Wasatch Cache National Forest
In partnership with: Utah Division of State Parks and Recreation, The Friends of the Utah Avalanche Center, Utah Department of Emergency Services and Homeland Security and Salt Lake County.

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Friday, April 11, 2008  7:30 am
Good morning, this is Bruce Tremper with the Forest Service Utah Avalanche Center with your backcountry avalanche and mountain weather advisory.  Today is Friday, April 11, 2008 and it’s about 7:30 am. 


Special Announcement:  We are expecting a strong warm up for the weekend.  Very warm temperatures will cause widespread wet avalanche activity on most aspects and elevations especially on Sunday and Monday.

We will end our morning advisories after the weekend and issue only intermittent afternoon updates until the end of April.  Yahoo!  No more 3:00 am alarm clocks for us until November.


Current Conditions:

Riding conditions were euphoric yesterday on slopes that faced the north half of the compass with 10-20 inches of soft, dry powder mixed with graupel and cold temperatures.  Unfortunately all areas outside of the Salt Lake area mountains had much less new snow over the past several days.  The cold, north winds continued to blow yesterday, especially at upper elevations.  There was enough clouds and cold temperatures to limit sun crusting and damp snow to the southerly facing slopes below about 9,000’.


Snow and Avalanche Discussion:

I heard reports of nearly a dozen different human triggered avalanches yesterday from the backcountry.  Most all were soft, wind slabs from the strong north and northwest winds yesterday and the day before and most were in upper elevation, alpine terrain, 6 inches to a foot deep, 10-70 feet wide.  Luckily they were what we sometimes call “manageable” meaning they were soft and shallow enough to break at your feet instead of above you, but one person on a very steep, east facing slope in Broad’s Fork had to grab a tree when they were caught.  There’s too many to list here but you can find details on the early morning report 888-999-4019 option 8, or on our avalanche list (updated later this morning). Plus a photo of a natural in Broad’s Fork.

The main problem was that the riding conditions were so excellent yesterday that people were probably lured by euphoria and ignored the telltale signs of wind slabs—smooth, rounded shape and slabby feel.  Also, several people reported collapses and whoomphing causing one very experienced party to wisely back off of a slope.  This usually means that there is some kind of monkey business buried in the snowpack—probably a thin layer of faceted snow above the old, hard, melt-freeze layer, now buried 1-3 feet deep.  Several people, me included, noticed some in localized areas.  This means that avalanche activity will tend to linger on the north facing slopes.

If all that is not enough to worry about, we have a big warm up coming this weekend, which will certainly make widespread wet avalanches on most aspects and elevations.  Like I always preach, just like people, snow does not like rapid changes.  We have deep layers of cold, dry snow in the Salt Lake area mountains and the sudden warming will be quite a shock to the snowpack—kind of like the sudden temperature shock we feel when we take a cold shower.   The worst days will be Sunday and Monday when we expect ridge top temperatures of 49 and 57 degrees, respectively, with temperatures near 80 degrees in Salt Lake City.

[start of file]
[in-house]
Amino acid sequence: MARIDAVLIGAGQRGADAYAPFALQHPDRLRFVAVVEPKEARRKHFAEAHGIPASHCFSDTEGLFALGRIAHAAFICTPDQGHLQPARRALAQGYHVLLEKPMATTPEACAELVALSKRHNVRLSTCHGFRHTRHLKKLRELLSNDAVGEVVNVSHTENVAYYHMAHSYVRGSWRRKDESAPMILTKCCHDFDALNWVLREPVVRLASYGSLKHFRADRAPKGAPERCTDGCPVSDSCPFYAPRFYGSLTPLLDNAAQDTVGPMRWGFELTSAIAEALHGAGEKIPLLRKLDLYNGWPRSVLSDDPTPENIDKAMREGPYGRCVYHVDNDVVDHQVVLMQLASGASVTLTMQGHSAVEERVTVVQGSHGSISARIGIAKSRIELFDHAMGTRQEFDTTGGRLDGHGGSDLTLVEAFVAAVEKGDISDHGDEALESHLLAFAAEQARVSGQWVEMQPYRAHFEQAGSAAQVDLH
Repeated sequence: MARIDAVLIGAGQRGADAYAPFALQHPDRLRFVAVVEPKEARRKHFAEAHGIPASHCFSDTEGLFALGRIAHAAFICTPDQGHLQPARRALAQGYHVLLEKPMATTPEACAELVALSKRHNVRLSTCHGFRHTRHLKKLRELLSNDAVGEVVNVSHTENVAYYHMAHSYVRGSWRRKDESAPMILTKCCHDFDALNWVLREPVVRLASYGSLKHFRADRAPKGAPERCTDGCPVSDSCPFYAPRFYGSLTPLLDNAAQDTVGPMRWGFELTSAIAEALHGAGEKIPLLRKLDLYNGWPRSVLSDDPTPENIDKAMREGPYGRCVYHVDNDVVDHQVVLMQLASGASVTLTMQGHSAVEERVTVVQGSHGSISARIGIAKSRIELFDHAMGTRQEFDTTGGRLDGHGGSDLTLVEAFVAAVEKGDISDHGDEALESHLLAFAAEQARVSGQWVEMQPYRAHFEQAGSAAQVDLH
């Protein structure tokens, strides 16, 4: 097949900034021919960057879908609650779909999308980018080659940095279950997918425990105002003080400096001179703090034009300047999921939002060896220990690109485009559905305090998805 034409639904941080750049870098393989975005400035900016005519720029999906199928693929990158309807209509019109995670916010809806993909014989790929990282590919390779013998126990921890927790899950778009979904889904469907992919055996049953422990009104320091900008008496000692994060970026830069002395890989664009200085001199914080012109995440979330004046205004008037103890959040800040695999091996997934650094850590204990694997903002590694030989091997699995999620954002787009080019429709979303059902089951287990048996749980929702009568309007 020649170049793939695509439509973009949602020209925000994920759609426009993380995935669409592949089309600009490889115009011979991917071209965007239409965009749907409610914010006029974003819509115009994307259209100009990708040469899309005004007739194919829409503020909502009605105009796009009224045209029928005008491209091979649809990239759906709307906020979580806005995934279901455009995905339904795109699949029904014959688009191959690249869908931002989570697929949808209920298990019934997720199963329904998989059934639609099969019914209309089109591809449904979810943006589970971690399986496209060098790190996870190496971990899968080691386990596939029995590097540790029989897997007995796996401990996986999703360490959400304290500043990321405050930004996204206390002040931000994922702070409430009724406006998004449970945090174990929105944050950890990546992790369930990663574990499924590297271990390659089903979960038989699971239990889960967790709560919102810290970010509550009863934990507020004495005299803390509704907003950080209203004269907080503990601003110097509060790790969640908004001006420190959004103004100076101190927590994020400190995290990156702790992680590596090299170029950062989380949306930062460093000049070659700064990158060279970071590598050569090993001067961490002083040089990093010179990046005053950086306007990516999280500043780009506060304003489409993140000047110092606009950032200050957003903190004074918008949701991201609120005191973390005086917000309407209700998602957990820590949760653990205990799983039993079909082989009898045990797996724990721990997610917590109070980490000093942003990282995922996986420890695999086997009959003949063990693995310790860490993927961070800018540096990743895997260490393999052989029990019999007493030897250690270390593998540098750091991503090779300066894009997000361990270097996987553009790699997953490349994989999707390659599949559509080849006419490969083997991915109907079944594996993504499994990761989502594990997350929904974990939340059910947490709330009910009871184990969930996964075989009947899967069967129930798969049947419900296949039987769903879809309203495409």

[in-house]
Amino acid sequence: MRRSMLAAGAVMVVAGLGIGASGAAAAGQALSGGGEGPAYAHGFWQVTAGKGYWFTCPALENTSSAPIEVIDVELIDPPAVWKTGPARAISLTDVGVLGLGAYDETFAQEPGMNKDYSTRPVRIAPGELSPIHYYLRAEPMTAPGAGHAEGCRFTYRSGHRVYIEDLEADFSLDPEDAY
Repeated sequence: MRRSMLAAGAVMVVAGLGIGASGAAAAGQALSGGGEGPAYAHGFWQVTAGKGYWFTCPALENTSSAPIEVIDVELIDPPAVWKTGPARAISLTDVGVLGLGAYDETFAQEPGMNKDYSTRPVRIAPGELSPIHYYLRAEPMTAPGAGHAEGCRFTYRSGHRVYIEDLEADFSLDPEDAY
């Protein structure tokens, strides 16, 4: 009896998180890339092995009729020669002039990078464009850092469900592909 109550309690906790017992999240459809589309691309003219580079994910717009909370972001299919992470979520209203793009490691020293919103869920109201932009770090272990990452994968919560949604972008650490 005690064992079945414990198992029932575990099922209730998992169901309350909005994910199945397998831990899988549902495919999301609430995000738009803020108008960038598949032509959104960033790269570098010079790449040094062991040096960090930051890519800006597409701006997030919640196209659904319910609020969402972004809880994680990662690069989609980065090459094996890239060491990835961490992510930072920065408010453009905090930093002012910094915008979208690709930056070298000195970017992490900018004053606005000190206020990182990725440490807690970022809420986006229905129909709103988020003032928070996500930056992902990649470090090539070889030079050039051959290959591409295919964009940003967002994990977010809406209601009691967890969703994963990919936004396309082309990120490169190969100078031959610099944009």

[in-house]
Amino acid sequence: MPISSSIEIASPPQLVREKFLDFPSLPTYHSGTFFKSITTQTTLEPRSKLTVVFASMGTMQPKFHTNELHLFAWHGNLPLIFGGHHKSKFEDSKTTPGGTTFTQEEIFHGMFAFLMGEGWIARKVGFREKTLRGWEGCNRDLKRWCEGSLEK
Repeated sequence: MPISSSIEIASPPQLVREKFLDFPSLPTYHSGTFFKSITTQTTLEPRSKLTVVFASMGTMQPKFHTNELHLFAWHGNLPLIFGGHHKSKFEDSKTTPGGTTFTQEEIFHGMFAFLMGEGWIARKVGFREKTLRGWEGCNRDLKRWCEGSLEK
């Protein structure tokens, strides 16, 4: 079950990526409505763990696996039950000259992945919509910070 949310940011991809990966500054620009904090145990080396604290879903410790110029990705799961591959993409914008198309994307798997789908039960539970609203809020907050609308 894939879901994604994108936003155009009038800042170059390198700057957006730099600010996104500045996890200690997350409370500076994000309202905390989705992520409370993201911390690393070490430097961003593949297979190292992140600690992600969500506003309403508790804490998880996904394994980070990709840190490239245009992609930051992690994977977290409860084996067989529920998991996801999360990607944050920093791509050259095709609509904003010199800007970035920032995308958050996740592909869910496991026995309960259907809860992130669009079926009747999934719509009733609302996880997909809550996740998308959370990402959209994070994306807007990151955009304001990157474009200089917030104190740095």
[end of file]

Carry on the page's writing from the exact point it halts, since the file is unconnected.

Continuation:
Bottom Line for the Salt Lake, Park City, Provo and Ogden area mountains:  The avalanche danger remains MODERATE on mid and upper elevation slopes steeper than about 35 degrees, especially on any slope with recent drifts of wind blown snow.  There may be a few wind drifted slopes with a lingering CONSIDERABLE danger along the upper elevations of the Salt Lake area mountains which received the most snow over the last few days.  There will be a MODERATE danger of wet avalanching on slopes that become damp with daytime heating.  Keep in mind that conditions vary greatly with the slightest change in aspect, elevation and wind drifting.


Mountain Weather:

Today should be similar to yesterday with continued cold, gusty winds from the north and northwest with scattered clouds and occasional, light snow showers.  The Weather Graph tells the story.  Ridge top temperatures will rise from 14 degrees this morning to 25 degrees by mid day.  The weekend through the first part of the week will be clear with rapidly warming temperatures reaching the sweltering category by Monday.  Then, it looks like a weak cold front by about Wednesday.


The Wasatch Powderbird Guides got out for a couple runs in Cardiff Fork before the strong wind and clouds chased them out.  If they can get out today, they will be in Mineral, Cardiff, Days, Silver, Grizzly, White Pine.  For more detailed information please call (801) 742-2800 or go to their daily blog.

If you want to get this avalanche advisory e-mailed to you daily click HERE.
UDOT highway avalanche control work info can be found by calling
(801) 975-4838.
Our statewide tollfree line is 1-888-999-4019 (early morning, option 8).

Watch video tututorials and fieldwork from UAC staff at our YouTube channel.

The UAC depends on contributions from users like you to support our work.  To find out more about how you can support our efforts to continue providing the avalanche forecasting and education that you expect please visit our Friends page.

If you see any avalanches or interesting snow conditions, please leave us a message at
(801) 524-5304 or 1-800-662-4140, or email us at [email protected]. (Fax 801-524-6301).

The information in this advisory is from the U.S. Forest Service, which is solely responsible for its content.  This advisory describes general avalanche conditions and local variations always occur.

Brett Kobernik will update this advisory by 7:30 on Saturday morning.